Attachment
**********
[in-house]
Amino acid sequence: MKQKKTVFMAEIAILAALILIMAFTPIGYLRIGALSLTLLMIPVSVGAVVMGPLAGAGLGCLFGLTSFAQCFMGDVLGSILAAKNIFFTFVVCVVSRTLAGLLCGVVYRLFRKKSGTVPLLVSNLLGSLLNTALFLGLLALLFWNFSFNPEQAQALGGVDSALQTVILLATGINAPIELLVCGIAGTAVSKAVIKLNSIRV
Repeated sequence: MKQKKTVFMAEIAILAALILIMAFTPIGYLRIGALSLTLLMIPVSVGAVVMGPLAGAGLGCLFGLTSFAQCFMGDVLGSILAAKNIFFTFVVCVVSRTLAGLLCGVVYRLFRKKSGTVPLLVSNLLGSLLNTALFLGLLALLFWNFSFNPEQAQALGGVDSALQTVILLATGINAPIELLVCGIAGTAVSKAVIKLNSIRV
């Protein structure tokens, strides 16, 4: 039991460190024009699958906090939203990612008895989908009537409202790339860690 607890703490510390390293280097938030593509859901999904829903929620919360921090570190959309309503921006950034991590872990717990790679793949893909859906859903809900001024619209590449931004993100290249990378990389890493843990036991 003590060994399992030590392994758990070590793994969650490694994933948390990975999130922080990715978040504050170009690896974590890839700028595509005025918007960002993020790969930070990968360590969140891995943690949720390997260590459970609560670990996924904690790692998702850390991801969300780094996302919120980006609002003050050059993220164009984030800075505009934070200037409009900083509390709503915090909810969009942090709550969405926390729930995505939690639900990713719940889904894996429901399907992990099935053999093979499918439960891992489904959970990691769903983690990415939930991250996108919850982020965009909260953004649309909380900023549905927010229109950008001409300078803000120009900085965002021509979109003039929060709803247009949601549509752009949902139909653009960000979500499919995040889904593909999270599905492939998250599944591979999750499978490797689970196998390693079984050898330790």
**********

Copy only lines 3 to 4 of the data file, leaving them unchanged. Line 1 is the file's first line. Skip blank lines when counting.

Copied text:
Repeated sequence: MKQKKTVFMAEIAILAALILIMAFTPIGYLRIGALSLTLLMIPVSVGAVVMGPLAGAGLGCLFGLTSFAQCFMGDVLGSILAAKNIFFTFVVCVVSRTLAGLLCGVVYRLFRKKSGTVPLLVSNLLGSLLNTALFLGLLALLFWNFSFNPEQAQALGGVDSALQTVILLATGINAPIELLVCGIAGTAVSKAVIKLNSIRV
């Protein structure tokens, strides 16, 4: 039991460190024009699958906090939203990612008895989908009537409202790339860690 607890703490510390390293280097938030593509859901999904829903929620919360921090570190959309309503921006950034991590872990717990790679793949893909859906859903809900001024619209590449931004993100290249990378990389890493843990036991 003590060994399992030590392994758990070590793994969650490694994933948390990975999130922080990715978040504050170009690896974590890839700028595509005025918007960002993020790969930070990968360590969140891995943690949720390997260590459970609560670990996924904690790692998702850390991801969300780094996302919120980006609002003050050059993220164009984030800075505009934070200037409009900083509390709503915090909810969009942090709550969405926390729930995505939690639900990713719940889904894996429901399907992990099935053999093979499918439960891992489904959970990691769903983690990415939930991250996108919850982020965009909260953004649309909380900023549905927010229109950008001409300078803000120009900085965002021509979109003039929060709803247009949601549509752009949902139909653009960000979500499919995040889904593909999270599905492939998250599944591979999750499978490797689970196998390693079984050898330790």